WSU's diminutive Bartolone is Mr. Positive

PULLMAN -- With some boo birds still echoing outside, Washington State freshman receiver Brett Bartolone stood in front of the media gathered inside Bohler Gym on Saturday following the Cougars' fourth-straight Pac-12 loss, and he conveyed a powerful message.


Yep. Everything about the 5-10, 179-pound 18-year-old from La Habra, Calif., exuded resolve and spirit.

His demeanor. His voice. His words. Everything.

For a team struggling mightily this season, his positive presence was something of an eye opener.

The Cougars had squandered opportunities and lost to Cal 31-17, but Bartolone would have none of it. He wanted to talk about the good stuff.

More specifically, he wanted to talk about the fired up students and fans who had spent the last three hours cheering on their Cougs.

"It was awesome," Bartolone told the throng of reporters. "It was a great experience and I always love playing in front of the home crowd. There's nothing like playing in front of these fans in Pullman."

His work on the field against the Bears was testament to his point. He scored both of the Cougars' touchdowns, connecting with Jeff Tuel on an 8-yard strike in the third quarter and a 6-yarder in the fourth.

In all, he had six catches for 44 yards, putting an exclamation mark on his development this season. In his last three games, Bartolone has 20 receptions for 153 hashes and three touchdowns. For the season, he has 33 catches -- third-most on the team behind Marquess Wilson and Isiah Myers-- for 267 yards and three TDs.

"I love that kid to death," Tuel said of Bartolone. "He's a competitor who wants to win and he wants to score every time. He's one of the hardest workers on this team. As a freshman, he's really got a great opportunity to come here and be a great player in the future because he can do some good things and he's disciplined. I'm very excited for him."

Bartolone was asked during the post-game press conference if he felt the need to pick up his tempo when Wilson left the game following a helmet-to-helmet hit. His answer showed maturity beyond his years.

"Obviously when a dominant player like Marquess goes down you feel like you need to step it up, but you should always play like that," Bartolone said. "You have to be ready to go at all times. In this offense anyone can get the ball. Week in and week out, it depends who is open and who is going to make a play."

In Mike Leach's Air Raid, it's almost become expected for smaller receivers to flourish. These types of players are often compared to Wes Welker, one of Leach's greats at Texas Tech, and thus far the similarities for Bartolone in their respective freshman seasons are pretty balanced.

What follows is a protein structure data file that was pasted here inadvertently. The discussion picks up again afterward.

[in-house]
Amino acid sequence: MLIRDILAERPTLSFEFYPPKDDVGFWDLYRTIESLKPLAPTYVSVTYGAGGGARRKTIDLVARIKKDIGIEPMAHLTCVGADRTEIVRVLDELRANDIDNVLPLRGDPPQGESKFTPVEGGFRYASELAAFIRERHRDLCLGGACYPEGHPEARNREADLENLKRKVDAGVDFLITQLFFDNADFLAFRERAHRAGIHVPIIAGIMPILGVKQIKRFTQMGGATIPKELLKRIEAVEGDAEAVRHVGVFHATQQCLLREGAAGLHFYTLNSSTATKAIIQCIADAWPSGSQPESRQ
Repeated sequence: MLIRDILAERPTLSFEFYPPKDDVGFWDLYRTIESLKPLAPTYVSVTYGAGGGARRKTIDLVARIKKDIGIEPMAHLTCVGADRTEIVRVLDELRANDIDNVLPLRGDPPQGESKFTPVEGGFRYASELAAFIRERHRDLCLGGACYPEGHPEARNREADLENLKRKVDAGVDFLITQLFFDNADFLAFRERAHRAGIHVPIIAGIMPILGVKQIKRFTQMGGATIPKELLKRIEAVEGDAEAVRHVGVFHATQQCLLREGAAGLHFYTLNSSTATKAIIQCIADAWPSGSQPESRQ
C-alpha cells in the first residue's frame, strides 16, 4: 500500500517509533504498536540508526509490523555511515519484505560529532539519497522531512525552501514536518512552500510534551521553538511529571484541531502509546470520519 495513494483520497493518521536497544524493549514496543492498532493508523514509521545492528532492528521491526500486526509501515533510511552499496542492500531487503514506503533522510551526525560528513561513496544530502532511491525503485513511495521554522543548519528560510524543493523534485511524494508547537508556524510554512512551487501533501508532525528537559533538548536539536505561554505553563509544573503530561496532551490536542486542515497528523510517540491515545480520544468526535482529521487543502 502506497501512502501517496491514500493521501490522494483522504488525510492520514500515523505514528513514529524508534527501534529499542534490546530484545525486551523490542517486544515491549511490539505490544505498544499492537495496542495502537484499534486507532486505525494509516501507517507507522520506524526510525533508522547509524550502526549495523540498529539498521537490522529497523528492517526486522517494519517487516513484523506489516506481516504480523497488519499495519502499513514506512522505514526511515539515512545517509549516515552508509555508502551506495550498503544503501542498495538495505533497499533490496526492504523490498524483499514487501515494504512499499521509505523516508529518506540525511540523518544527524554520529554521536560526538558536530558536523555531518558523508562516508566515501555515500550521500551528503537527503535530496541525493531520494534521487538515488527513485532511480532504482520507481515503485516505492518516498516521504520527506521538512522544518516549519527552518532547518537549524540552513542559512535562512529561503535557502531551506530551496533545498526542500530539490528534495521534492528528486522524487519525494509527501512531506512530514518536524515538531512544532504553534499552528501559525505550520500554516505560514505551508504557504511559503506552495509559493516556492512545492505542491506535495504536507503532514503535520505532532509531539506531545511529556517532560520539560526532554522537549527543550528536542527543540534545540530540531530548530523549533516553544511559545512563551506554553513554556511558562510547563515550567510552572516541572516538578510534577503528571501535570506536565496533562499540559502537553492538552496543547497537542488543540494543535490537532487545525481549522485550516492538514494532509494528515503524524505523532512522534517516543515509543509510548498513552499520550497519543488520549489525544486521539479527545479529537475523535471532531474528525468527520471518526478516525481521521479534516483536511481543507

Bartolone is listed at 5-10, 179 pounds, which appears to the naked eye as being generous all the way around. Heck, when he walked into the press room Saturday, at least one reporter initially thought he was one of the sports information department assistants.

But similar to Welker, Bartolone plays bigger than his size and in a physical manner -- he's tough to bring down. While at Texas Tech, Welker was listed at 5-9, 190 pounds. At the end of his freshman season, Welker's final stats were 26 receptions for 334 yards and no touchdowns.

"He plays tough and plays older than he is," Leach said of Bartolone. "He's one of those guys who went to the prom a couple months ago, but I think you'd be hard pressed to find a freshman that offers a team more than Bartolone offers us."

What Bartolone has offered more than anything this year, has been a dependable inside receiver who uses his physical toughness to beat defenders off the line of scrimmage to get open in space.

During his teleconference on Tuesday, Leach referred to his corps of wideouts as "fragile little receivers" and said "hell no" when asked if they were tough. Leach clarified his answer a few seconds later when a reporter brought up Bartolone.

"He may be tougher than the rest of them," Leach said. "At least last game he certainly was. He did get after it the last game and I thought he made some great plays with his two touchdowns. He's certainly ahead of his time as a freshman."

Bartolone arrived at Washington State this summer as an under-the-radar prospect. Until Leach arrived at WSU, Air Force was his lone scholarship offer.

"I wanted to come in and help this team in whatever way possible and make some plays," Bartolone said. "I really don't think of myself as a freshman out there."

He doesn't carry himself as one either.


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